Was John the Baptist Born Again?

Within this article I will be exploring the theme of the new birth and its relationship to the old covenant. My position is that old covenant believers, including John the Baptist, did not experience the new birth during their lives, but came to share in the same inheritance as new covenant believers after the death and resurrection of Christ.

The New Birth and the Kingdom

Within evangelical thinking, the new birth is typically understood as synonymous with conversion, with attaining a true knowledge of God. It’s an experience which is said to be common to all believers throughout history, old or new covenant. However, the biblical depiction of the new birth is quite different from this. As Jesus says in the gospel of Matthew:

“Truly, I say to you, among those born of women there has arisen no one greater than John the Baptist. Yet the one who is least in the kingdom of heaven is greater than he.” (Matthew 11:11)

This is a remarkable statement, since it seems to suggest that John the Baptist was not a member of “the kingdom of heaven”. What’s more, it contrasts being a member of the kingdom with being “born of women”. This suggests that to enter the kingdom of God means to be born in a new way, to enter into a new kind of identity. The connection between the kingdom of God and this ‘new birth’ is made clearer in John’s gospel, which directly associates being born again with entering into the kingdom (John 3:3, 5).

This “kingdom of heaven” or “kingdom of God” was undoubtedly a new reality, since John the Baptist could not be a member of it. Now, there is no question that the Gospels regard John as a righteous man who knew God. He was, after all, a faithful prophet sent by God (Matthew 3:7-10). But he was not, according to Jesus, born again as a member of the kingdom of God.

The New Birth in History

The other references to the new birth in the new testament bear this out. John 1:9-13 speaks of those who received Jesus when he came into the world being given the power of the new birth. This suggests that the new birth comes into history after the coming of Christ into the world. Later on, Jesus speaks of those who are “born of water and the Spirit” (John 3:5), an expression which hearkens back to Jesus’s watery baptism, in which the Spirit came upon him (Matthew 3:16-17). This places the new birth after the baptism and ministry of Jesus.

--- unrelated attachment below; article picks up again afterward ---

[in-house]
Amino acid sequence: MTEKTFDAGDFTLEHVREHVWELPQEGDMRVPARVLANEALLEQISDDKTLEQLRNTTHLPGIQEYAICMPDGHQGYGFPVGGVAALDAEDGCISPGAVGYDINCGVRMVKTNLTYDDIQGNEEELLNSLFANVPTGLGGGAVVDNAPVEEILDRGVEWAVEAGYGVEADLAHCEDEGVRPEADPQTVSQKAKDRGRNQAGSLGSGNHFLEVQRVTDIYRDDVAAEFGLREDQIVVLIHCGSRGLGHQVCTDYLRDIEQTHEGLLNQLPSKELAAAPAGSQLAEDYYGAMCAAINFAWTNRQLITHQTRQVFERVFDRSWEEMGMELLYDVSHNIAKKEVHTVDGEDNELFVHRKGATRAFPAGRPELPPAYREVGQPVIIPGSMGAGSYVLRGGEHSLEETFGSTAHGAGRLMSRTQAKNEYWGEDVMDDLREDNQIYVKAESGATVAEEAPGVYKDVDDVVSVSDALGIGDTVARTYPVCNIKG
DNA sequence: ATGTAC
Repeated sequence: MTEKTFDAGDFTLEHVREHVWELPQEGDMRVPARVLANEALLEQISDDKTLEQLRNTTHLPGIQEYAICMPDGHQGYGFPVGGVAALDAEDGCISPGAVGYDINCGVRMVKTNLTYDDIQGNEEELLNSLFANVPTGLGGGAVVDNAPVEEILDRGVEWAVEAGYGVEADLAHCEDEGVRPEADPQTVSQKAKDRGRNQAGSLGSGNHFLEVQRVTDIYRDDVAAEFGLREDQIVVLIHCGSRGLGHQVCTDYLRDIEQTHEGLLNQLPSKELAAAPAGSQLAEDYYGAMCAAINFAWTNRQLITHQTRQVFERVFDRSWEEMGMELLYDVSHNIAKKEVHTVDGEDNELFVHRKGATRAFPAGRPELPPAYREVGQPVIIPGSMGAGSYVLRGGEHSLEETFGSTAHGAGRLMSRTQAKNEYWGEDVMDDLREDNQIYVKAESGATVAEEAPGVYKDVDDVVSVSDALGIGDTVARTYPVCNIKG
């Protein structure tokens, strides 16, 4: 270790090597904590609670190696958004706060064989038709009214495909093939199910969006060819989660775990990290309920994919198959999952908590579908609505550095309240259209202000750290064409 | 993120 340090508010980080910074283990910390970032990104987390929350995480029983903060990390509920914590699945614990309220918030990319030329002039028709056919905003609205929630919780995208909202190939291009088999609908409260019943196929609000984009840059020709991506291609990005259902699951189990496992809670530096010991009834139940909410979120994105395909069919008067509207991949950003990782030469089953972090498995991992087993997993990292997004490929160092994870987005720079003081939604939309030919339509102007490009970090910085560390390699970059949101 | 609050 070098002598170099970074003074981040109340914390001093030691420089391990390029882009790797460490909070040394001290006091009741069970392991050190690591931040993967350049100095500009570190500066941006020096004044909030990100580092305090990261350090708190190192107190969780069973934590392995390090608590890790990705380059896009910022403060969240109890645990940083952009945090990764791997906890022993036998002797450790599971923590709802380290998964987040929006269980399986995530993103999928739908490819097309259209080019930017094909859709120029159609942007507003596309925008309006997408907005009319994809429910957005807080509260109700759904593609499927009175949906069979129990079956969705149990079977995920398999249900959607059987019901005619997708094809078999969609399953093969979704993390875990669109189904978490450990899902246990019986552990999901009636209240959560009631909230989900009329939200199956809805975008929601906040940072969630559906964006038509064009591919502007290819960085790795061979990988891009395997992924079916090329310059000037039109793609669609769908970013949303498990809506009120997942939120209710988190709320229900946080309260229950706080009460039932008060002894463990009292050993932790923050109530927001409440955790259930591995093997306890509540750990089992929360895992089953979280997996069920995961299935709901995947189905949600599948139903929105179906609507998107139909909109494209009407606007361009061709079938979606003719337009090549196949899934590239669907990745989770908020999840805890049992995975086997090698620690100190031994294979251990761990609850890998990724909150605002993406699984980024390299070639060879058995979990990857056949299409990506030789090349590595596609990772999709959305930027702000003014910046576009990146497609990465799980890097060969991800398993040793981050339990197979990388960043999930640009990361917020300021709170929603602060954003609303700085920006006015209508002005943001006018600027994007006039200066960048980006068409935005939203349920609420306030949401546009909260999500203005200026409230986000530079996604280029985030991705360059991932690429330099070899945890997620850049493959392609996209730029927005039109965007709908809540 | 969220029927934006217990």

We see a similar pattern in the new testament letters. 1 Peter speaks of being born again “through the resurrection of Jesus Christ from the dead” and “through the living and abiding word” of the gospel of the risen Christ (1 Peter 1:3, 23-25). 1 John ties the reality of the new birth to the appearance of Christ in the flesh and to faith in the name of Jesus (1 John 3:8-9, 5:1). These are all new covenant realities, unavailable to old covenant believers.

Does this mean that faithful believers up to the time of John could never enter into the kingdom or experience its blessings? Not at all. Hebrews 11 lists many faithful old testament believers who trusted in the future promise of God’s kingdom; believers such as Abel, Abraham and Moses (Hebrews 11:4, 8, 23). These faithful believers “did not receive what was promised, since God had provided something better for us, that apart from us they should not be made perfect” (Hebrews 11:39-40).

Yet, in the very next chapter we are told that in the kingdom of God, we encounter “the spirits of the righteous made perfect” (Hebrews 12:23). So even though they were never able to enter into the kingdom during their lives, they have now entered into those blessings through the coming of Jesus, and the “better covenant” that he brings (Hebrews 12:24).

Sons of God

In conclusion, none of the old covenant believers up to the time of John the Baptist were “born again”. It’s not that they didn’t know God, it’s that the new birth didn’t exist at that point in history. The new birth began with Jesus. In his resurrection from the dead, God pronounced him as his only begotten son (Psalm 2:7). And since we are united by faith with the risen Lord Jesus, we too have been born anew as sons and daughters of the living God.

“for in Christ Jesus you are all sons of God, through faith.” (Galatians 3:26)

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